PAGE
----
Turkish prosecutors on Friday issued arrest warrants for 271 soldiers suspected of links to Fethullah Gulen, the exiled cleric accused of orchestrating a failed coup against President Recep Tayyip Erdogan two years ago.
State media said security forces started conducting operations across Turkey in the early hours of Friday morning response to the warrants.
The Star newspaper said those facing arrest included 10 serving colonels and a retired general.
About 160,000 people have been detained since the coup attempt in January 2016, and about the same number of civil servants have been dismissed from their jobs, the United Nations human rights office said in March.
Of those detained, about 77,000 have been formally charged and kept in jail during their trials, the interior minister said in April.
The EU’s European Commission said that under the Turkish state of emergency more than 150,000 people had been taken into custody, 78,000 arrested and over 110,000 civil servants dismissed. Turkish authorities say that some 40,000 have been reinstated in the process.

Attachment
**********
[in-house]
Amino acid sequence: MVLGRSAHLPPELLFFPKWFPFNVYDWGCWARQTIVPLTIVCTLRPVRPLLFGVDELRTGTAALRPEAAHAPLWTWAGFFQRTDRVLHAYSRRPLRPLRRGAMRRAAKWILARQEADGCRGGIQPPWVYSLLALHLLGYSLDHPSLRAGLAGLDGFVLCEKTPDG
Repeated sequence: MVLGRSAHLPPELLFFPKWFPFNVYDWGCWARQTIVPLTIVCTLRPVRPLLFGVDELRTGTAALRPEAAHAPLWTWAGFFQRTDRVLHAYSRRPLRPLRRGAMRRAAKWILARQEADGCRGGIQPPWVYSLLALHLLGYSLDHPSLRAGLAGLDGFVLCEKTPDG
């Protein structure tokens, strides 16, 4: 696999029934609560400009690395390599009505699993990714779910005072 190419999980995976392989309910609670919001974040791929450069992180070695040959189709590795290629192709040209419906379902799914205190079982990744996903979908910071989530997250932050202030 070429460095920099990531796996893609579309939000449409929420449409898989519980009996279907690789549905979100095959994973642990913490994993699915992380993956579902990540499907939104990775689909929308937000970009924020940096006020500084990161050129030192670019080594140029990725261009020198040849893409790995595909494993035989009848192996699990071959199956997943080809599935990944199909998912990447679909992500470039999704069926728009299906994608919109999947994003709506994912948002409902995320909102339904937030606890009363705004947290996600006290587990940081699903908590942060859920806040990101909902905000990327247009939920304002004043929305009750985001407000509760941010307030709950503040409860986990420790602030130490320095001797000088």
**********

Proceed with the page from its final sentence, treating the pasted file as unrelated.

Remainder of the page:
The latest arrests come as Binali Yildirim, Turkey’s outgoing prime minister, said on Thursday that a state of emergency in place since the coup would end on Monday as the country transitions to a new system of government in which executive power will be concentrated in the office of the presidency.
“The new cabinet will be announced on Monday, and the state of emergency will conclude,” Binali Yildirim told state-run Anadolu new agency.
However, he added that a decree will be issued on Friday that “will include necessary measures to avoid vulnerability in the area of counter-terrorism once the state of emergency is over”.
The state of emergency first went into effect on 20 July 2016, five days after the coup attempt that left around 300 people dead.
The emergency rule has given President Recep Tayyip Erdogan and his government sweeping powers, which they say have been necessary to expunge state institutions of members of US-based Gulen’s FETO movement.
Critics say Erdogan has used the state of emergency as an excuse to silence opponents. The president and the government, however, say it has been necessary to fend off security threats.
Monday is also the day that Erdogan will be sworn in as president under the country’s new constitution after winning elections last month.
Under the new system, approved in a referendum last year, the office of the prime minister is abolished and ministers will be directly appointed by the president.[source: middle east eye]
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